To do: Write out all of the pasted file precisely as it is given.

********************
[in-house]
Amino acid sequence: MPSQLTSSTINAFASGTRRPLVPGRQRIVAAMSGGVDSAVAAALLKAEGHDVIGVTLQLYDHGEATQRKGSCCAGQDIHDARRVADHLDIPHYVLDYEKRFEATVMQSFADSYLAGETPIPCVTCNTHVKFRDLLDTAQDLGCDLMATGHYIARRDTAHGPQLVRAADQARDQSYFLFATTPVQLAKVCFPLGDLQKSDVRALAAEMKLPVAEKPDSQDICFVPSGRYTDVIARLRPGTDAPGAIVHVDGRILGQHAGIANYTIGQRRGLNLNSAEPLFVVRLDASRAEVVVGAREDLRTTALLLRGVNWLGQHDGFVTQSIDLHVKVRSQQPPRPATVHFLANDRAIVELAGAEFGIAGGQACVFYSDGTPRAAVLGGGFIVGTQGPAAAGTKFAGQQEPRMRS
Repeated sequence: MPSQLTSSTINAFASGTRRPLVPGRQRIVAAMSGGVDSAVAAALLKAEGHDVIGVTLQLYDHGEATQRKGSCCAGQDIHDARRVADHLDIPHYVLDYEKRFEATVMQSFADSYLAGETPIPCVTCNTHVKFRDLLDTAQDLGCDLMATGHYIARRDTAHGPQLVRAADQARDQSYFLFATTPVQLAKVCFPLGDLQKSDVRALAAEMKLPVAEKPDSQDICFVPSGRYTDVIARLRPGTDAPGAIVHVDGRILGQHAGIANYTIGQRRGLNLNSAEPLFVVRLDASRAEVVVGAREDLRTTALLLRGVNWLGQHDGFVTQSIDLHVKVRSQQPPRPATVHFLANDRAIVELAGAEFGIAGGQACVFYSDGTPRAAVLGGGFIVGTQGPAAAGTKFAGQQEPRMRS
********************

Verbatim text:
[in-house]
Amino acid sequence: MPSQLTSSTINAFASGTRRPLVPGRQRIVAAMSGGVDSAVAAALLKAEGHDVIGVTLQLYDHGEATQRKGSCCAGQDIHDARRVADHLDIPHYVLDYEKRFEATVMQSFADSYLAGETPIPCVTCNTHVKFRDLLDTAQDLGCDLMATGHYIARRDTAHGPQLVRAADQARDQSYFLFATTPVQLAKVCFPLGDLQKSDVRALAAEMKLPVAEKPDSQDICFVPSGRYTDVIARLRPGTDAPGAIVHVDGRILGQHAGIANYTIGQRRGLNLNSAEPLFVVRLDASRAEVVVGAREDLRTTALLLRGVNWLGQHDGFVTQSIDLHVKVRSQQPPRPATVHFLANDRAIVELAGAEFGIAGGQACVFYSDGTPRAAVLGGGFIVGTQGPAAAGTKFAGQQEPRMRS
Repeated sequence: MPSQLTSSTINAFASGTRRPLVPGRQRIVAAMSGGVDSAVAAALLKAEGHDVIGVTLQLYDHGEATQRKGSCCAGQDIHDARRVADHLDIPHYVLDYEKRFEATVMQSFADSYLAGETPIPCVTCNTHVKFRDLLDTAQDLGCDLMATGHYIARRDTAHGPQLVRAADQARDQSYFLFATTPVQLAKVCFPLGDLQKSDVRALAAEMKLPVAEKPDSQDICFVPSGRYTDVIARLRPGTDAPGAIVHVDGRILGQHAGIANYTIGQRRGLNLNSAEPLFVVRLDASRAEVVVGAREDLRTTALLLRGVNWLGQHDGFVTQSIDLHVKVRSQQPPRPATVHFLANDRAIVELAGAEFGIAGGQACVFYSDGTPRAAVLGGGFIVGTQGPAAAGTKFAGQQEPRMRS